Counselling, Mental Health, Psychotherapy, Social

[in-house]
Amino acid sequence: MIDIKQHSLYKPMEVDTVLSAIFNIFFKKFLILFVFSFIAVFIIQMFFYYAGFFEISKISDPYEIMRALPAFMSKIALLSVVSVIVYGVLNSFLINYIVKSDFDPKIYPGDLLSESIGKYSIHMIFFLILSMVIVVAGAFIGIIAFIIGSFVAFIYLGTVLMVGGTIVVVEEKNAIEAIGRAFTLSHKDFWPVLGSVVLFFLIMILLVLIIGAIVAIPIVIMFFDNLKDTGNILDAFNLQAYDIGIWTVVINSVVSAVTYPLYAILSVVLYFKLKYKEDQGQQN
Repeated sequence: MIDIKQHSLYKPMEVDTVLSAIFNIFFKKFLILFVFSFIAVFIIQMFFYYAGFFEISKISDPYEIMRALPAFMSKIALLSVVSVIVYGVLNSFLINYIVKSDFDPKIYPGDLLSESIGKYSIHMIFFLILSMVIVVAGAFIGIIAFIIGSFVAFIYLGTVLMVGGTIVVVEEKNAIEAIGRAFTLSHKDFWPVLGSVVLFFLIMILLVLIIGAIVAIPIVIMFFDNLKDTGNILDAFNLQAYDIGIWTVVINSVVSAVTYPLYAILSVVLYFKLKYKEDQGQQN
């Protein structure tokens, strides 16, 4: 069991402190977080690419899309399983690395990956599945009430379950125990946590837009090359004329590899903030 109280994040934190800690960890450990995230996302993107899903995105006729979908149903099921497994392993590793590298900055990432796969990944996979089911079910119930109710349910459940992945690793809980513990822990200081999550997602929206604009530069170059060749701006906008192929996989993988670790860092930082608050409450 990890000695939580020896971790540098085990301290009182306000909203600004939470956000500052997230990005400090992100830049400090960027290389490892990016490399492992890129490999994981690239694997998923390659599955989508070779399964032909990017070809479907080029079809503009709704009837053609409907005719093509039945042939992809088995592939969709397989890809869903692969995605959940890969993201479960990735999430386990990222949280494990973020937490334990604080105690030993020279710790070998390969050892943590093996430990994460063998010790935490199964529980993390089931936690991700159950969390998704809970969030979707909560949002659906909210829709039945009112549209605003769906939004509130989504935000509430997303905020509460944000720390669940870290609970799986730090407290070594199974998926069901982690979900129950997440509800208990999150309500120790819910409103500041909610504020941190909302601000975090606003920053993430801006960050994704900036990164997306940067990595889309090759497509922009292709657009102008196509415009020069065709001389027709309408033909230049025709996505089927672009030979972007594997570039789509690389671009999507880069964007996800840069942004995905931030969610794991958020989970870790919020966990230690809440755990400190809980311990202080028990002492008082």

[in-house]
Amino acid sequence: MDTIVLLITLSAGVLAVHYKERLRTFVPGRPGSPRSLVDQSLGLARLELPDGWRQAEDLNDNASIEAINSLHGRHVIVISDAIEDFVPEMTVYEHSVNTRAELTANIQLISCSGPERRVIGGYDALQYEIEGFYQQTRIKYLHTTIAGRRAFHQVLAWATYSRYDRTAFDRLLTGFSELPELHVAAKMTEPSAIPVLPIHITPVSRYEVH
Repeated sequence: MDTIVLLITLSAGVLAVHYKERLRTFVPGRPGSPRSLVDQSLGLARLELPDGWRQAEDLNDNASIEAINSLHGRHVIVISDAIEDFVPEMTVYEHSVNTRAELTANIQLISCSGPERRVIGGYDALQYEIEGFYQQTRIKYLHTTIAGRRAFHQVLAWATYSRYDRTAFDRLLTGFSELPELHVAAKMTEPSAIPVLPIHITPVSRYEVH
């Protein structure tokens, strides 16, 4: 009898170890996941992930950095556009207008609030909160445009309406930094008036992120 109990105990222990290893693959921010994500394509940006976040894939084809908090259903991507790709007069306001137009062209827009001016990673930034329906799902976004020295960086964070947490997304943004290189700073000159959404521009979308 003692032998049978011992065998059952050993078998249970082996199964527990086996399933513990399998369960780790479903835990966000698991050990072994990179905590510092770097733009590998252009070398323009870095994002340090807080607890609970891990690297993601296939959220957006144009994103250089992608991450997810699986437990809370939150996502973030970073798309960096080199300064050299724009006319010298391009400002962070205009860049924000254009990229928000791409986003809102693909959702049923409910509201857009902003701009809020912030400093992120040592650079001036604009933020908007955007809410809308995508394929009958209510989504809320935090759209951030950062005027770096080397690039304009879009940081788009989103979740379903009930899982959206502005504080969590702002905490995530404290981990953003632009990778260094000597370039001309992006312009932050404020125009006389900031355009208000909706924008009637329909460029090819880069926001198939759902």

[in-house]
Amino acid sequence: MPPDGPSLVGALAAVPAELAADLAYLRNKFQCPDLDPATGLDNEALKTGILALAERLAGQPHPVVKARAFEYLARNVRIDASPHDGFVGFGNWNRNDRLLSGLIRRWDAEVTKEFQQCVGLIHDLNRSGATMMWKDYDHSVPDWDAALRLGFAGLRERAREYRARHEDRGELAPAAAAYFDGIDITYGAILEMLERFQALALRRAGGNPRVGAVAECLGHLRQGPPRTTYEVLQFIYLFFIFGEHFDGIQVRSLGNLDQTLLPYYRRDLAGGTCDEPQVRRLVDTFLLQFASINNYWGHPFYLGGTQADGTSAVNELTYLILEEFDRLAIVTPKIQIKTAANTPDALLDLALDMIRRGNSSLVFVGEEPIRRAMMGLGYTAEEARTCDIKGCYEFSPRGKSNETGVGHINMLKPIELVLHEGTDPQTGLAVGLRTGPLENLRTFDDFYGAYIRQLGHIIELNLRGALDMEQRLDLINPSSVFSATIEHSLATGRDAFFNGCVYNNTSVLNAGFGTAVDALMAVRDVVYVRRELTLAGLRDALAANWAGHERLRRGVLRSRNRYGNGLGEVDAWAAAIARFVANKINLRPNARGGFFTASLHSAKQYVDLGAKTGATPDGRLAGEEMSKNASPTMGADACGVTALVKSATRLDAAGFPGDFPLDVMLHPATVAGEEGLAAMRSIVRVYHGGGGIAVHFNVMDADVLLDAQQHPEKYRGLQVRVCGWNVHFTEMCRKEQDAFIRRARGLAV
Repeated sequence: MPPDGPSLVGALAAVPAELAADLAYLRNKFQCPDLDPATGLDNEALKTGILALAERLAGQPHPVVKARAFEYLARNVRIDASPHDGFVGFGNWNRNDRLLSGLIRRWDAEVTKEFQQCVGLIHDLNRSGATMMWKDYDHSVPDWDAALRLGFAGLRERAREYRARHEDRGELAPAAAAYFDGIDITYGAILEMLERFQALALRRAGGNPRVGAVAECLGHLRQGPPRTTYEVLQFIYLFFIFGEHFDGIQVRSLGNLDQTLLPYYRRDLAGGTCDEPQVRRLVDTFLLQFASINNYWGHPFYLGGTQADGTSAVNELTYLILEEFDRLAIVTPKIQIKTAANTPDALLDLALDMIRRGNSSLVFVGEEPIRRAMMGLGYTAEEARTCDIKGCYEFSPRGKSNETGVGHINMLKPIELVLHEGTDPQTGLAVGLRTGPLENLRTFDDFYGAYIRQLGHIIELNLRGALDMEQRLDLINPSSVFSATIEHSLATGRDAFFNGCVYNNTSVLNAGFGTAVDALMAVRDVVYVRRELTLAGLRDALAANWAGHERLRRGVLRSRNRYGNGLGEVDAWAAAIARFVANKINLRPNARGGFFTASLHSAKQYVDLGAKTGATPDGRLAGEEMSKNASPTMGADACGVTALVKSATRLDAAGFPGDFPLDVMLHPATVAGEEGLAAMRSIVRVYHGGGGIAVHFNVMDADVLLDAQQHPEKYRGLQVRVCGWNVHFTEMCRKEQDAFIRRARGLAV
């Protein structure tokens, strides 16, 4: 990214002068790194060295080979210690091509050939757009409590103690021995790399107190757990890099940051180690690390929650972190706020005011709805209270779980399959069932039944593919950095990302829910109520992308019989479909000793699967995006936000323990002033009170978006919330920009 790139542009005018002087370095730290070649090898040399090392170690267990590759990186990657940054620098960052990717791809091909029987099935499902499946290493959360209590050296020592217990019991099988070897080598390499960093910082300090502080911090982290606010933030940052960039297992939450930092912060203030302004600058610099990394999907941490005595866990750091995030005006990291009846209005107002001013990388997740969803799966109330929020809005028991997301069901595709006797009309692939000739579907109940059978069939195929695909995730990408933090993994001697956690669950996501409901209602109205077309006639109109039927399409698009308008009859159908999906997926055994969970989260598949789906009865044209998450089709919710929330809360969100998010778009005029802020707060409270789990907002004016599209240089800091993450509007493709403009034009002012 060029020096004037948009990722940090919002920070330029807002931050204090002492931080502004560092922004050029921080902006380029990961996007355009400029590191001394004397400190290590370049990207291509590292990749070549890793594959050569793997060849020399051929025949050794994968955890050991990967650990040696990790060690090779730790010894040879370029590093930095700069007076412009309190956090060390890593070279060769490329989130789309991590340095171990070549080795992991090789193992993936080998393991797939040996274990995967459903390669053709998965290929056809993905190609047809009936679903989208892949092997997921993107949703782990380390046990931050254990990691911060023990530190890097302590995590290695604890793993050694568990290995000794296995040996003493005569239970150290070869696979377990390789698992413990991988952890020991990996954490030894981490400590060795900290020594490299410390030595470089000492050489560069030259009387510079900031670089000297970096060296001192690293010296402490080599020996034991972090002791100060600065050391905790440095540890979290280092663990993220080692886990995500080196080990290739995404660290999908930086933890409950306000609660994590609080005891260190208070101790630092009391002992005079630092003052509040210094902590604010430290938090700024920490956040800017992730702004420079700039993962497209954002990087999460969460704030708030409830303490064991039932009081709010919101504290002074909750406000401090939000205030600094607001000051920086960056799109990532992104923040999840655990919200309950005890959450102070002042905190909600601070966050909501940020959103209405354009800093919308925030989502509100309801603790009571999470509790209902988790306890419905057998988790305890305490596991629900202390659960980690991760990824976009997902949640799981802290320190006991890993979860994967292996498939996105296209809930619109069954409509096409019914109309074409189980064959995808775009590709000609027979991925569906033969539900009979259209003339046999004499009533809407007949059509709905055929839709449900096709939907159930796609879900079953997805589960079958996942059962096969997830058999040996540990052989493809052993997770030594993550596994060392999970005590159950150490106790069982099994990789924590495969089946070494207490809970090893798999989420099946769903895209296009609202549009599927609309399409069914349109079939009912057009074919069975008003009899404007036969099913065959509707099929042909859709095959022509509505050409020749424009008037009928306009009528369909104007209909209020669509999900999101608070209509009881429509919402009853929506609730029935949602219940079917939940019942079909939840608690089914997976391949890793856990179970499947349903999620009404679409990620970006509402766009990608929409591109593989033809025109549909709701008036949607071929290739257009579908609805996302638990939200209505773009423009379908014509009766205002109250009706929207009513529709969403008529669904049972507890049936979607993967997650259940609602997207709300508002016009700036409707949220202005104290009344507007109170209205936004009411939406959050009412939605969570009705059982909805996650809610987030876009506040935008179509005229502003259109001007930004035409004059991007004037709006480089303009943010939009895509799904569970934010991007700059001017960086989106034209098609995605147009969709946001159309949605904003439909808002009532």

How would you define ‘tough love’? Tough love can be described as presenting a friend with a well thought out overview of their behaviour, where that behaviour is perceived as harmful to self or others. Using examples is useful to underline the problems and not have it misconstrued as just a telling off. To get that point across, those engaging in ‘tough love’ would benefit from using personal experiences and speak on their own behalf. We need our friends and our friends need us, keeping this in mind can be a challenge when someone feels we need their tough love. The friendships we make will reflect the type of person we are now and the person we are becoming. Each decade offers us new insights, new challenges and new opportunities for friendships. Being our best self is the gift we can give ourselves and those around us. For our best lives, we continue to grow through fortunate circumstances and adversity. Is it always beneficial/does it always work? Though not always beneficial or successful, the key to successful tough love lies in the ability to articulate the ‘perceived behavioural problems’ and the receiver’s willingness to hear it. A friend who has the capacity to witness their blindside through a friend’s intervention will most likely make use of the information. What can cause difficulty is when a ‘friend’ uses tough love to get a personal grudge message across. This can happen at a time when the friendship may be waning and this last -ditch attempt to open up a dialogue can have a negative outcome. Do you think it can be a good thing to have a friend that can be a little domineering/bluntly tells you the truth? (e.g. does it encourage you to push yourself?) Having friends who challenge us is good if we’re open to it. The level of self- esteem at which we operate will determine the level of commentary we can withstand from friends. Those of us who were reared by parents who had difficulty attuning to our early needs may suffer from confidence issues which will affect all future relationships. When this is the case, a person who has a poor relationship with self will find that mirrored in friendships. On the other hand, those who are self-aware will recognise the difference between a well- meaning challenge and plain old grudges. In these situations, we may find the blunt observations helpful and take action. However, for a person who is living with issues such as anxiety or depression it can be difficult to fully open up to others and so friendships may falter or be left to die out. Is it all about the intention? Our intentions underlie everything we do. Be they good intentions or bad. Unconsciously we may be sabotaging a friendship through bad behaviour which is a bad intention. A good intention could be wishing for better for our friends even if we cannot articulate it. Good intentions can be identified when we trust that what we’re hearing from friends is beneficial and we are not compromised or demeaned. Any feeling of negativity or hurt could be an indication that bad intentions are coming your way through a friend’s words. A friend who can see our blindside can be a big help in exploring what may be going on for us. However, many of us live in a ‘reactive’ state where we have little space for self-reflection. When a friend then tells us that we’re behaving in a negative way it can be extremely challenging to remain open and responsive. Socrates offered this – “to know thyself is the beginning of wisdom”, thus encouraging the cultivation of awareness of our emotions and feelings as they occur. What a strong cornerstone for us to build friendships with others while becoming our own best friend. How can you identify the intent behind a friend’s behaviour? (For example, are they being forceful because they have your best interests at heart or are they trying to undermine you because they’re worried you’ll leave them behind or outgrow them?) As we grow and become attuned in our friendships the ‘lead’ role can shift and this is healthy. From decisions about things to do, to offering support when needed, each party will play to their strengths. However, a toxic relationship or friendship can cause one party to be ‘put upon’ by the other far too often. Beware the friend who subtly puts you down to elevate themselves. It may not be obvious at first, because when we make new friends we put our best version of ourselves out there and want and need to be liked. We are social animals and need our friends so it can be hard to put a stop to bad behaviour for fear of losing the ‘friend’. When we’ve outgrown our friends, it is a tough conversation to have and some people prefer to engage in ‘ghosting’. The art of the difficult conversation has been lost to technological break ups and the wilful ignoring of the situation, and this can be anxiety provoking. How can you tell if a friendship is slipping into something more toxic? (The warning signs of a frenemy!) For long -term friendships there will be an ‘unknown known’ that exists, having been built up over years. If there is dissatisfaction it will come across in comments, a change in the frequency of contact or silences. For the person who can’t tolerate the ‘difficult conversation’ another means of communicating their discontent will be found. Lack of direct conversation means silences or ghosting or toxic and cryptic messages being delivered through a third party. These are the hallmarks of a spent friendship where one or both parties have difficulty dealing with the truth of it and cannot face the end of it in a mature manner. Bear in mind that silence is still communication of a very negative kind. Do you have any advice on making the break from a bad friendship or one that you feel you’ve outgrown? Especially as, for most of us, friendships and relationships in our lives can be intertwined… If a relationship or friendship has become toxic, we will be aware that our self- esteem may have been suffering. There may have been situations where we have felt compromised or left out. The ‘difficult conversation ‘is required here. Why not state your issues with ‘I am’ statements, e.g. “I am aware that our friendship is changing and I would like to talk about it” or “I am hurt when you treat me that way”. Statements such as these do not lay blame but instead are an opportunity for a two-way discussion, face to face with the health of the friendship and each individual’s feelings and well-being catered for. The person who is interested in retaining friendships and values themselves first, may find this easier than those who live with a deficit of self-esteem or sense of self-worth. The loss of a friendship, depending on either how long we’re in it or how deeply we’ve become attached can cause immense pain. Feelings of loss, an almost living grief, can leave us feeling abandoned and hurt. If a friendship has simply been outgrown by both parties, it will probably not be as difficult to cope with the easing off of contact. Again, self-awareness and a sense of self-worth will help us to navigate the friend landscape.